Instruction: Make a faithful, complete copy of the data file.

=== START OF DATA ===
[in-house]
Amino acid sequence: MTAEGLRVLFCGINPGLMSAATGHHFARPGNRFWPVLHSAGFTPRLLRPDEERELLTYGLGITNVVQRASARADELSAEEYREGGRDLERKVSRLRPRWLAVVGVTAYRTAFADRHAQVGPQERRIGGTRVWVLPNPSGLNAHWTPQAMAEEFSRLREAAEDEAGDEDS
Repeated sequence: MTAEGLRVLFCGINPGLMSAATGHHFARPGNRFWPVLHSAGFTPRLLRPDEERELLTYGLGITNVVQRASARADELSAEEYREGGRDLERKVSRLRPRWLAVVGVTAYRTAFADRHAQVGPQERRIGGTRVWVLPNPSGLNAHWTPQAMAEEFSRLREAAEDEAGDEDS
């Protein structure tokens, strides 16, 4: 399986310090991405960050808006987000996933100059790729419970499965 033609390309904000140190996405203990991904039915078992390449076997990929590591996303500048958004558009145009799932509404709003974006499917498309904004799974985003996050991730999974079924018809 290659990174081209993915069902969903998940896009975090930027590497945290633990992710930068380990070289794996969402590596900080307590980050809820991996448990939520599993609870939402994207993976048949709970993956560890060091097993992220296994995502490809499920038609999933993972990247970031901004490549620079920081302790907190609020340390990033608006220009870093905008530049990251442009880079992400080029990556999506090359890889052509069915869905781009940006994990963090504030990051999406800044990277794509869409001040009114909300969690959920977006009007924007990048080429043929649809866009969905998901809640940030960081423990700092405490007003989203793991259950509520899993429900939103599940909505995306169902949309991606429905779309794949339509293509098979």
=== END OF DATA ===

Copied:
[in-house]
Amino acid sequence: MTAEGLRVLFCGINPGLMSAATGHHFARPGNRFWPVLHSAGFTPRLLRPDEERELLTYGLGITNVVQRASARADELSAEEYREGGRDLERKVSRLRPRWLAVVGVTAYRTAFADRHAQVGPQERRIGGTRVWVLPNPSGLNAHWTPQAMAEEFSRLREAAEDEAGDEDS
Repeated sequence: MTAEGLRVLFCGINPGLMSAATGHHFARPGNRFWPVLHSAGFTPRLLRPDEERELLTYGLGITNVVQRASARADELSAEEYREGGRDLERKVSRLRPRWLAVVGVTAYRTAFADRHAQVGPQERRIGGTRVWVLPNPSGLNAHWTPQAMAEEFSRLREAAEDEAGDEDS
């Protein structure tokens, strides 16, 4: 399986310090991405960050808006987000996933100059790729419970499965 033609390309904000140190996405203990991904039915078992390449076997990929590591996303500048958004558009145009799932509404709003974006499917498309904004799974985003996050991730999974079924018809 290659990174081209993915069902969903998940896009975090930027590497945290633990992710930068380990070289794996969402590596900080307590980050809820991996448990939520599993609870939402994207993976048949709970993956560890060091097993992220296994995502490809499920038609999933993972990247970031901004490549620079920081302790907190609020340390990033608006220009870093905008530049990251442009880079992400080029990556999506090359890889052509069915869905781009940006994990963090504030990051999406800044990277794509869409001040009114909300969690959920977006009007924007990048080429043929649809866009969905998901809640940030960081423990700092405490007003989203793991259950509520899993429900939103599940909505995306169902949309991606429905779309794949339509293509098979």